Is it choice or a dilemma?

The balance of power has shifted in dentistry – dentists don’t need reasons why they shouldn’t leave the NHS, but why they should, writes Nigel Jones.

Although choice in life has always tended to be positioned as a positive thing, in my cup half empty moments, I can find myself wondering if that’s always the case. After all, having a choice raises the spectre of making the wrong choice and the regret that might follow.

And perhaps that’s the frame of mind in which many dentists committed to the NHS find themselves, given that they now have choices that might have seemed unrealistic a relatively short time ago.

While there is some anecdotal evidence to suggest that patient demand for dentistry is softening a little among some demographics, it still appears to be significantly exceeding the availability of clinical hours from a depleted workforce.

The opportunities in private practice for associates show little sign of reducing. Stories abound of successful private squats being set up all over the UK. And my own company can testify to remarkable successes when it comes to practices handing back contracts and converting to private care.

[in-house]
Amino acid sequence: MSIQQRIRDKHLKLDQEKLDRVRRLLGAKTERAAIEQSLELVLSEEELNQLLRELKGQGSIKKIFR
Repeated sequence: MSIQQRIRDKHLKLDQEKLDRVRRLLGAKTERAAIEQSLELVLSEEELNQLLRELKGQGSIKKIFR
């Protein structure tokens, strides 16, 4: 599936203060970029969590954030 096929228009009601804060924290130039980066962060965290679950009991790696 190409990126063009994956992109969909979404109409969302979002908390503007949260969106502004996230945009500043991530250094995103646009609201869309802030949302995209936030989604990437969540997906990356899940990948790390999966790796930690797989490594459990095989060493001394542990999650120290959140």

The idea that a single practice could sign up three thousand patients to a dental plan in less than three weeks would have seemed fanciful pre-pandemic but is exactly what happened in June.

Lowering the threshold

As I’ve written previously, allowing for certain specific circumstances, dentists no longer need to feel unable to leave the NHS. The balance of power has shifted, and they now need to be given compelling reasons not why they shouldn’t leave, but why they should stay in the NHS.

If you are in England, I’m not sure the lowering of the performance threshold to 90% is going to cut it. If you are in Scotland, the potential simplification of the SDR may have the opposite effect to the one intended. In Northern Ireland, the threat of looming cuts to NHS budgets does little to inspire confidence. And in Wales, the weaknesses in the current reform model must be addressed.

Yes, having choice is not always a good thing.

However, the career options available to the UK’s dental professionals provide a sense of control that, for many, has been missing from their time in the NHS, and it needs to be used wisely.

If you’re considering your options away from the NHS and are looking for a provider who will hold your hand through the process whilst moving at a pace that’s right for you, why not start the conversation with Practice Plan on 01691 684165, or book your one-to-one NHS to private call today:

For more information visit the Practice Plan website:

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